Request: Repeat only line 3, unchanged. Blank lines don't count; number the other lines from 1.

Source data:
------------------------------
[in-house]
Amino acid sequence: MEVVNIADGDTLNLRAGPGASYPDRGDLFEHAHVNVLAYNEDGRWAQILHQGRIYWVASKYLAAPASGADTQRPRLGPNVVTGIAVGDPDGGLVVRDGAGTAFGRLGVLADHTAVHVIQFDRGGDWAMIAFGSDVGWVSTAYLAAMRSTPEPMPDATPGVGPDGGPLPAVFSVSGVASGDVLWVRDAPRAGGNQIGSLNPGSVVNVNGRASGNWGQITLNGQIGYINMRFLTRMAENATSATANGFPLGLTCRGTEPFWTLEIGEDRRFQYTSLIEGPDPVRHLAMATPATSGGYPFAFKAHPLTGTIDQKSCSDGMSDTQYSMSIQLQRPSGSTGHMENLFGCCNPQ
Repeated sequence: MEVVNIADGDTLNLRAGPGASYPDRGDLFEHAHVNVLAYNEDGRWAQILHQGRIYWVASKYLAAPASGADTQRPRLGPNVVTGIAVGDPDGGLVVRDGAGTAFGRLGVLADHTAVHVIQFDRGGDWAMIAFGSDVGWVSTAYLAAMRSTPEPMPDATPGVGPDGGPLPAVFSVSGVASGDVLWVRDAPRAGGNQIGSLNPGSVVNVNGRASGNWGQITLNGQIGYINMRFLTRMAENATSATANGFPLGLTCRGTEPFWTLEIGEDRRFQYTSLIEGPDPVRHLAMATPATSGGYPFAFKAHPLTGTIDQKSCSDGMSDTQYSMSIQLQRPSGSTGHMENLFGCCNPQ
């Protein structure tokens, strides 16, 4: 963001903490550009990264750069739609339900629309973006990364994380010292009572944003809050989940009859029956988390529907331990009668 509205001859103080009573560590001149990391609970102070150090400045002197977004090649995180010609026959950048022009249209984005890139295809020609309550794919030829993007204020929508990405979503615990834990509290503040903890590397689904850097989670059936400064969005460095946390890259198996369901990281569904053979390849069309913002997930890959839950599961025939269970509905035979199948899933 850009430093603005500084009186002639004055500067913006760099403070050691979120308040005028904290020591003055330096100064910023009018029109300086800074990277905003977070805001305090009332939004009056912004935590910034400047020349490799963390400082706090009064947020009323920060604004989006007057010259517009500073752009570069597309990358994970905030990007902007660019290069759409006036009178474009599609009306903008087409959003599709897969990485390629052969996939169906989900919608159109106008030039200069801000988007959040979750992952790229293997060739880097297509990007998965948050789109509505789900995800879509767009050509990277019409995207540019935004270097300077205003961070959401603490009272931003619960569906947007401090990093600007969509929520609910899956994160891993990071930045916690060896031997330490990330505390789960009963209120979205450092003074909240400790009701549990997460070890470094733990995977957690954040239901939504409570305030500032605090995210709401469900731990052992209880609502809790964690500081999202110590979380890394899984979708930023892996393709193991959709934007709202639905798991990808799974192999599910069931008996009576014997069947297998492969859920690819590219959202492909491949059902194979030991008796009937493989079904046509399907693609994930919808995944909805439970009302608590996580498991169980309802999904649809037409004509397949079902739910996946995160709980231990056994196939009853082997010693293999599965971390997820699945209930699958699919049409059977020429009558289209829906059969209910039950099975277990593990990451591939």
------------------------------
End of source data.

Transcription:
Repeated sequence: MEVVNIADGDTLNLRAGPGASYPDRGDLFEHAHVNVLAYNEDGRWAQILHQGRIYWVASKYLAAPASGADTQRPRLGPNVVTGIAVGDPDGGLVVRDGAGTAFGRLGVLADHTAVHVIQFDRGGDWAMIAFGSDVGWVSTAYLAAMRSTPEPMPDATPGVGPDGGPLPAVFSVSGVASGDVLWVRDAPRAGGNQIGSLNPGSVVNVNGRASGNWGQITLNGQIGYINMRFLTRMAENATSATANGFPLGLTCRGTEPFWTLEIGEDRRFQYTSLIEGPDPVRHLAMATPATSGGYPFAFKAHPLTGTIDQKSCSDGMSDTQYSMSIQLQRPSGSTGHMENLFGCCNPQ